REBECCA Verzosa-Santos, the Philippine Airlines (PAL) first flight attendant, remembers vividly that one of her jobs aboard a DC-4 on the way to Oakland, San Francisco, in 1946 was to pump the rubber mattresses for the 40 returning American GIs to sleep on.
“The four-engine airplane was noisy. It was not pressurized and subject to the vagaries of bad weather. The seats were bucket seats, were in military configuration, so the soldiers had to sleep on the floor,” she recalled.
Now 91 years old, “Becky” was among PAL’s most honored guests during a gala on March 16 at the New York Hilton to celebrate the airline’s return to New York, after an absence of 18 years.
After she was introduced to PAL Chairman Lucio Tan, Becky kissed the hand of “Kapitan,” as Tan is fondly called, and he returned the favor by kissing her hands, as well, followed by the kissing of hands, of Tan’s wife, Carmen.
“I am so proud that Mr. Tan is the owner of PAL. This is our airline, the Filipinos’ airline,” she said, getting emotional but still full of vigor, despite her age. The audience gave her a standing ovation.
Earlier, the BusinessMirror interviewed Becky at the sidelines of the festivity. She recalled that during her first flight across the Pacific onboard PAL, the first by any Asian airline, she was the only female among other flight attendants.
“We ate sandwiches and mostly canned goods, washed down by coffee from thermos bottles,” Becky said.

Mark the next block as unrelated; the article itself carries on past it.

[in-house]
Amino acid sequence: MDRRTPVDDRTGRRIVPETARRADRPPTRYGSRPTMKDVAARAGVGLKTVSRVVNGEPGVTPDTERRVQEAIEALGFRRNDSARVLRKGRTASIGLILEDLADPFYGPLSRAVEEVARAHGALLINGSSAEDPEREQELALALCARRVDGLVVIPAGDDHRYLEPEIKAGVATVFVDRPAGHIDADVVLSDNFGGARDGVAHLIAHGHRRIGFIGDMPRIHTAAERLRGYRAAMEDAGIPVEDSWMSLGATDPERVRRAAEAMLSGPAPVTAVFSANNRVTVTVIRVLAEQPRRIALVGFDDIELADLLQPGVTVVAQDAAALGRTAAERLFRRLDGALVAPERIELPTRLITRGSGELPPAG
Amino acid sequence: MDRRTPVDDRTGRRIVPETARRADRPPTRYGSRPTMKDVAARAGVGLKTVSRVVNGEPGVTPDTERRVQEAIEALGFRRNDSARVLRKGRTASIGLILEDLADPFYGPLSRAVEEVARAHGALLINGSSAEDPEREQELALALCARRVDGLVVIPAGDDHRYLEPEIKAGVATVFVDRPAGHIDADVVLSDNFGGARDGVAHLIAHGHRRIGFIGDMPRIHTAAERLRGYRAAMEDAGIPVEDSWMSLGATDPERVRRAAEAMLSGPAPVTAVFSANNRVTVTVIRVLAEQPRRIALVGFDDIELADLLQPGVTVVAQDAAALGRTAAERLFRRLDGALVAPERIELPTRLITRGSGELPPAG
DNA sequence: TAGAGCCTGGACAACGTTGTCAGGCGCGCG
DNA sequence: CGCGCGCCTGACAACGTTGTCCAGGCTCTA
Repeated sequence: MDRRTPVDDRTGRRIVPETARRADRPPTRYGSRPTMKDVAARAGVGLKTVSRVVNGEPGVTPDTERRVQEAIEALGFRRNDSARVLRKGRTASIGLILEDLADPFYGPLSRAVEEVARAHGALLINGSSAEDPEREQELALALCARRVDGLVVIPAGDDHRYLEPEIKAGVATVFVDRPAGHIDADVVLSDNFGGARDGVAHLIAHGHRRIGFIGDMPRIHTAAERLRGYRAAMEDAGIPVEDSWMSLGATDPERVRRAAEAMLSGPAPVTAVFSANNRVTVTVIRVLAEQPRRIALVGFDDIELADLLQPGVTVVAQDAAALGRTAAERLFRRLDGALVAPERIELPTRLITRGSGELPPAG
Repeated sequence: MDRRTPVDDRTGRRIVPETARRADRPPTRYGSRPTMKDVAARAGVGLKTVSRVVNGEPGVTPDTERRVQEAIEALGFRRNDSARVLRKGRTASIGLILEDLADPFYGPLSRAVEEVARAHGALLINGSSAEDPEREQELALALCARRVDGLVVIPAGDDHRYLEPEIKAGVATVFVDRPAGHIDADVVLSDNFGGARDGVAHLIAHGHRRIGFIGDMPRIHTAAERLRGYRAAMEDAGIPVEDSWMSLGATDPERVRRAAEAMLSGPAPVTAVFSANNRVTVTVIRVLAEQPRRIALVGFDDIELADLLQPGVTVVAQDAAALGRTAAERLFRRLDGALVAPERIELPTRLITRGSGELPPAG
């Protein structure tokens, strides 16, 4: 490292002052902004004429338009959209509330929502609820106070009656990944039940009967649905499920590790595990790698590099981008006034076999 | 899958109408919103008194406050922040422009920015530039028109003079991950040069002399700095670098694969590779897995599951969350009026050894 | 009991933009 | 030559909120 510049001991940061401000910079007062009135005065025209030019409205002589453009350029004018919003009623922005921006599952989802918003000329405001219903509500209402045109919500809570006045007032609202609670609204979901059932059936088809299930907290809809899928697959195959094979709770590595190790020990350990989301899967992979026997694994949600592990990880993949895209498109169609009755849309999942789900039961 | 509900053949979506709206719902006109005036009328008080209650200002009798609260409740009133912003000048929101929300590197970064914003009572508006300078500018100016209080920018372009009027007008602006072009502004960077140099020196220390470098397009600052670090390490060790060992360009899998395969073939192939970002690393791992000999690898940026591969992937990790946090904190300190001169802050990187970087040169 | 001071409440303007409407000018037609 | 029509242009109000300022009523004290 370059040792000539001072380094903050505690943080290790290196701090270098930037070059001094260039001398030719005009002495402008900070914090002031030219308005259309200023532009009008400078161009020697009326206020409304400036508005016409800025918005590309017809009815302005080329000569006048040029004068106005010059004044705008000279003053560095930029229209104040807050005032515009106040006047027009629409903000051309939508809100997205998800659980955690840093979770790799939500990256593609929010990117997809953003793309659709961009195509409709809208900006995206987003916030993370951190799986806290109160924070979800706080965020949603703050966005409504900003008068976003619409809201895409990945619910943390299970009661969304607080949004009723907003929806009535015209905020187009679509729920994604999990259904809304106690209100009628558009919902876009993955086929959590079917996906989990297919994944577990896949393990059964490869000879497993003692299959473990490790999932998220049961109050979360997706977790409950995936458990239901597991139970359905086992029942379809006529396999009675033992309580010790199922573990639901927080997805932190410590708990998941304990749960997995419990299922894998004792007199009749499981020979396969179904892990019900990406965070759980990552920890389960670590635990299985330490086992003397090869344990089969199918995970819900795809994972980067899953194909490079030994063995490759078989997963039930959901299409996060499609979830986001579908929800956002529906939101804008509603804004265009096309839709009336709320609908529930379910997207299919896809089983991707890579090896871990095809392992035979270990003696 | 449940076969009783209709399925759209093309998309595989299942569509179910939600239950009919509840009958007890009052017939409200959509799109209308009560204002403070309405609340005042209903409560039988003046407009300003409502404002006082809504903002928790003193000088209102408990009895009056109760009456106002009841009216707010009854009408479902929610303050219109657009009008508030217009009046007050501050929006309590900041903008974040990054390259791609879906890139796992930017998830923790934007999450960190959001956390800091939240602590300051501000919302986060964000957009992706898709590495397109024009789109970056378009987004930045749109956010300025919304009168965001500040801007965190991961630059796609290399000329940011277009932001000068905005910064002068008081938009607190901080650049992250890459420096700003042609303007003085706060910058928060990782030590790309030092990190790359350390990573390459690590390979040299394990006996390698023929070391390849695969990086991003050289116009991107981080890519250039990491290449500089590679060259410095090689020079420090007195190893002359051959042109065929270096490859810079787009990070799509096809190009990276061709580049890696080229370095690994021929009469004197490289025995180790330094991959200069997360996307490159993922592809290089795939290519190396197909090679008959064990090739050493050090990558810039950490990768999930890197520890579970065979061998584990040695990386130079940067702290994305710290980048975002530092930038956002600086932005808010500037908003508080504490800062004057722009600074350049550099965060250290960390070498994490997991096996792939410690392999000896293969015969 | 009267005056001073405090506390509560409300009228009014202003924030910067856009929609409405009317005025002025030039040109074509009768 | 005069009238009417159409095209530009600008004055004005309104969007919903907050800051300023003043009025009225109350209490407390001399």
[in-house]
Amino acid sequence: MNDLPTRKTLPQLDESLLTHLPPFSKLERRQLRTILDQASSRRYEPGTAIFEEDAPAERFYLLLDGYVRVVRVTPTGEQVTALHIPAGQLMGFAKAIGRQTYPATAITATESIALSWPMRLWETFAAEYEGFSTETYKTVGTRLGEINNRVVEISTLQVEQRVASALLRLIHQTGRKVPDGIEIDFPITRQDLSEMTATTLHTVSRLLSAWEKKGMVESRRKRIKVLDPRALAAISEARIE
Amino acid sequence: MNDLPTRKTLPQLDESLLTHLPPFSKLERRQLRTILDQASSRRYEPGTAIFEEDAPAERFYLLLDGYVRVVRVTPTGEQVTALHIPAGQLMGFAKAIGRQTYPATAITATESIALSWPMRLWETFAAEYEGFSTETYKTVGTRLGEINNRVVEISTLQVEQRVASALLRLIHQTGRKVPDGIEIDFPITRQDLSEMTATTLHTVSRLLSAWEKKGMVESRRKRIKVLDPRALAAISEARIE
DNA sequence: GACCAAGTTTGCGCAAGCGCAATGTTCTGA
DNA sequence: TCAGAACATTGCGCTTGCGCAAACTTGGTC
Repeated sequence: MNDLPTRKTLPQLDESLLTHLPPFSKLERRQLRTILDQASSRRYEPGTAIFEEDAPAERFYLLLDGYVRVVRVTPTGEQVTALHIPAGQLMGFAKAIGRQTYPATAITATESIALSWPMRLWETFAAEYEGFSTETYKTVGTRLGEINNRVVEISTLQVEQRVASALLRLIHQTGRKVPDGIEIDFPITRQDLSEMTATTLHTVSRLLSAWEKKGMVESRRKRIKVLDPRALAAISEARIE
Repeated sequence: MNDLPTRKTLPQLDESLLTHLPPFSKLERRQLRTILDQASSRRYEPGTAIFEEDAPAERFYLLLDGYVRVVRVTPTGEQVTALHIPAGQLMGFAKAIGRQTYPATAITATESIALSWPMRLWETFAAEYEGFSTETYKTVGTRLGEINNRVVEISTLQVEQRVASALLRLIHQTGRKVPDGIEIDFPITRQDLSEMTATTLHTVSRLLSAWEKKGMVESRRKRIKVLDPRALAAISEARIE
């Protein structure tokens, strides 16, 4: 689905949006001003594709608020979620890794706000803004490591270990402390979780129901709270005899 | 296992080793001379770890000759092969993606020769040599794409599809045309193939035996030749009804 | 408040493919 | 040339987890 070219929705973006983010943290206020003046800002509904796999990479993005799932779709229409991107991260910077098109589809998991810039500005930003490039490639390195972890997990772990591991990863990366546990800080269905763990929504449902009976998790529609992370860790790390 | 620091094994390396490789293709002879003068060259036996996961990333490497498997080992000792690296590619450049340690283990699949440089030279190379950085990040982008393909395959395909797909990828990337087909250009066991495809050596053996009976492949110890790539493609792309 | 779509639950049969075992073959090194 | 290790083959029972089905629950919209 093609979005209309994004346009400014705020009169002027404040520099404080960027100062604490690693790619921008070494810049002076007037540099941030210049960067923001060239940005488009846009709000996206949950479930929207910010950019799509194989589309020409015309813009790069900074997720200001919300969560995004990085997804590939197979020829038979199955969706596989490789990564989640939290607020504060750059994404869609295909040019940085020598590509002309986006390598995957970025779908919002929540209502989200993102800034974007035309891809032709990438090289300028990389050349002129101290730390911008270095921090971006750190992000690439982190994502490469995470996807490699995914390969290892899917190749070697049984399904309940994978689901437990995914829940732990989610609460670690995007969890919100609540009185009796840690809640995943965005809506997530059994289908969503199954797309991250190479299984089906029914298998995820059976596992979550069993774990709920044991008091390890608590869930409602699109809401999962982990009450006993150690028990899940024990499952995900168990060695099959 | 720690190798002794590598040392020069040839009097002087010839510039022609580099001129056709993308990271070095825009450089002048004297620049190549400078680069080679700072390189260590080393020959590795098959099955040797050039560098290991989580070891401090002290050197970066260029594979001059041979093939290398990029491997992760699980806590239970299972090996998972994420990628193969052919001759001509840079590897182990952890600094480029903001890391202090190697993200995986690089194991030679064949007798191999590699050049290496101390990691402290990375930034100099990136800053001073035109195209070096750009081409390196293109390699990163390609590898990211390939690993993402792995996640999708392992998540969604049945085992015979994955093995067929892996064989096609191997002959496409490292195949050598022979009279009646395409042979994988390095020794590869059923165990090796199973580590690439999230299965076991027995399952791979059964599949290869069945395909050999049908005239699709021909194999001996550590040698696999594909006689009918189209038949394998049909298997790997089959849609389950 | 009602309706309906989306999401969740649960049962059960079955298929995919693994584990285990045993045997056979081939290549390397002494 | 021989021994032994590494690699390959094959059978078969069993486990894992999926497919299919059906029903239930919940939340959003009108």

Her experience from the historic 1946 trip is a far cry from the Manila-New York flight that arrived at the JFK Airport in the early hours of March 16. This time, PAL flew the long-range B777.
The wide-body aircraft seats 36 passengers in business class and 218 in economy, and offers an advanced entertainment system and gourmet cuisine.
Verzosa-Santos lives in the Chelsea section of New York, and is practically a PAL institution, having served the airline for 41 years.
After graduating from the University of the Philippines with a bachelor’s degree in Education, she worked briefly in the US Air Force until learning from a coworker of PAL’s need for flight attendants, as the airline resumed operations after World War II.
She passed the test, which at that time required applicants to speak a foreign language and Tagalog. She speaks five local dialects and remembers her instructor, an American named Elaine Smith, a flight attendant of Trans-World Airlines.
She served on PAL’s first domestic flight after the war until her assignment on the historic Trans-Ocean flight.
Verzosa-Santos married Air Force Capt. Miguel Santos, whom she met on a blind date. They had three children, Fr. Cesar Santos, a priest; Gary, a mining engineer; and Rebecca, a teacher at the United Nations International School.
Among Becky’s many accomplishments was training the first cabin crew of Japan Airlines; writing PAL’s first manual for flight attendants; and initiating PAL’s baggage-claims department.
She earned an MBA from De La Salle University (where most of her classmates were military generals), won numerous awards and accolade, and is included with her granddaughter in a coffee-table book Wise Women.
Image credits: Recto Mercene